“Man cannot discover new oceans unless he has the courage to lose sight of the shore.” – Andre Gide
Capturing landscapes from Samsun to Batumi in Blacksea Region.
Directed and edited : Nakeeb Yaghi music performance : Ajabb Din
Watchtower of Turkeygot nominated Best of Vimeo 2014 and Leonardo Dalessandri, the young Italian filmmaker who made it, got offers from producers all around the world to work with him.
This film is an homage to Lebanon and Leonardo Dalessandri’s :Watchtower of Turkey
Watchtower of Luxor and Aswan
Watchtower of Lisbon: One big city full of light. The unique colors, flavors and smells from a wonderful Lisbon, portrayed and abbreviated in a few days. I could make one hundred videos about this city, which as so much to offer, without repeating myself. Lisbon is and will always be “menina e moça”.
(Russia, United States, Turkey, Egypt, Qatar & Saudi Arabia)
In 2012, as part of a phenomena known as the ‘Arab Spring’, anti-government protests escalated into civil war in Syria. The combination of the Arab uprisings that ousted long-time pro-Western autocrats in Tunis, Cairo, and Yemen coupled with the ongoing civil wars raging in Iraq, Syria, Libya, and Yemen signal the dawn of a new era in the Middle East likely to be characterized by tremendous uncertainties – uncertainties that will make any balance-of-power calculations tenuous and transient at best.
The modern order in the Middle East and the emergence of non-state actors in the region can be traced back to the Sykes-Picot Agreement signed by Britain and France 100 years ago to divide the Ottoman Empire. The agreement officially established a vertical ruling order by the West to divide and rule in the Middle East. This not only profoundly transformed the geopolitical landscape in the region, but also started the history of the separation and parallel evolution of regimes and societies in the region.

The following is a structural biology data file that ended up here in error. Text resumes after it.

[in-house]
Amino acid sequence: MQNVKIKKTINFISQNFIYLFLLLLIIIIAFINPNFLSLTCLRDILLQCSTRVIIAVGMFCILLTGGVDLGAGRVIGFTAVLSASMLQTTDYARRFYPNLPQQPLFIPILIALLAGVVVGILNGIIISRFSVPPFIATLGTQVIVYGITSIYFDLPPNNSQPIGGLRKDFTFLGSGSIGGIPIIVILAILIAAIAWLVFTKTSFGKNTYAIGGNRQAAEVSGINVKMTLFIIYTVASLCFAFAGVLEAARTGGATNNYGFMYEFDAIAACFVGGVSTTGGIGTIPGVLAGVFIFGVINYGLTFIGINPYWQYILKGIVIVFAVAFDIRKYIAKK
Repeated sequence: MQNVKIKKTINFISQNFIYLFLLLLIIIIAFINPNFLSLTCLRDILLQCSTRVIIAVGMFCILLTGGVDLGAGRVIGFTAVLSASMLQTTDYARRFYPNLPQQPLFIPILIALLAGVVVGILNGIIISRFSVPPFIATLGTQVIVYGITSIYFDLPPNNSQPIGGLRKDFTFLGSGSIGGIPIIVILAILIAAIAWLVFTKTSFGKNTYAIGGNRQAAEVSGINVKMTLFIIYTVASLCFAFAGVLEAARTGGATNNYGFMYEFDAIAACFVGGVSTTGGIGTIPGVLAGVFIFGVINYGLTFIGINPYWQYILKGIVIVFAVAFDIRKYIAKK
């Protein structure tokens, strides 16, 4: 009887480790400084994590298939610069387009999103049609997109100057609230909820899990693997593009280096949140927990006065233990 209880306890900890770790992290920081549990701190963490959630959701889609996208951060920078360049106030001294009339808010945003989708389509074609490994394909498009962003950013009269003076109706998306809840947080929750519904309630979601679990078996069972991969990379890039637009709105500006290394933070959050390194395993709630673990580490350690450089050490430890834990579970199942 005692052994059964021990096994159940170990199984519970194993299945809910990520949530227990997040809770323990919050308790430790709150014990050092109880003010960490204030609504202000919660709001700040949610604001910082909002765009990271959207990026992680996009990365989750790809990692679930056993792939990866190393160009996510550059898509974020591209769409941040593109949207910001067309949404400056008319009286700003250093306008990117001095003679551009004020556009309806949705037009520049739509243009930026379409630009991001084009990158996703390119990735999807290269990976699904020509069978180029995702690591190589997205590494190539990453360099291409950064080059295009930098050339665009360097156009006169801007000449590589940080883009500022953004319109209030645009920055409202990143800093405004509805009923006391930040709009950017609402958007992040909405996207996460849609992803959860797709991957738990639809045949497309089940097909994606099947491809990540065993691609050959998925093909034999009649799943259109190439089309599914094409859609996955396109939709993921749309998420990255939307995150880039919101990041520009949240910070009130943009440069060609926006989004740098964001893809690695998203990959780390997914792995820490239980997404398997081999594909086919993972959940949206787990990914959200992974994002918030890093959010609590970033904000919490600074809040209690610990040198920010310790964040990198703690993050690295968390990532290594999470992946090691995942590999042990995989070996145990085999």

The balance of power theory in international relations suggests that national security is enhanced when military capability is distributed so that no one state is strong enough to dominate all others. If one state becomes much stronger than others, the theory predicts that it will take advantage of its strength and attack weaker neighbors, thereby providing an incentive for those threatened to unite in a defensive coalition. Some realists maintain that this would be more stable as aggression would appear unattractive and would be averted if there was equilibrium of power between the rival coalitions.
The result has been a shift in the balance of powers in the region with new powers emerging. Unfortunately, this uncertaintly predominates today in Syria and Iraq , where we find a battleground of the proxies of different states and non-states. To a lesser extent, focus is also on Yemen and Egypt, but with the same level of concern as ‘Arab Spring’ sentiments of democracy and a high influx of radicalism persist.
Geopolitics changes extremely slowly because geography itself does not change. What changes is the political dimension of this geography. Most of the catastrophic mistakes made by policymakers emanate from their lack of awareness of this difference between the stability of geography and the changing elements of politics.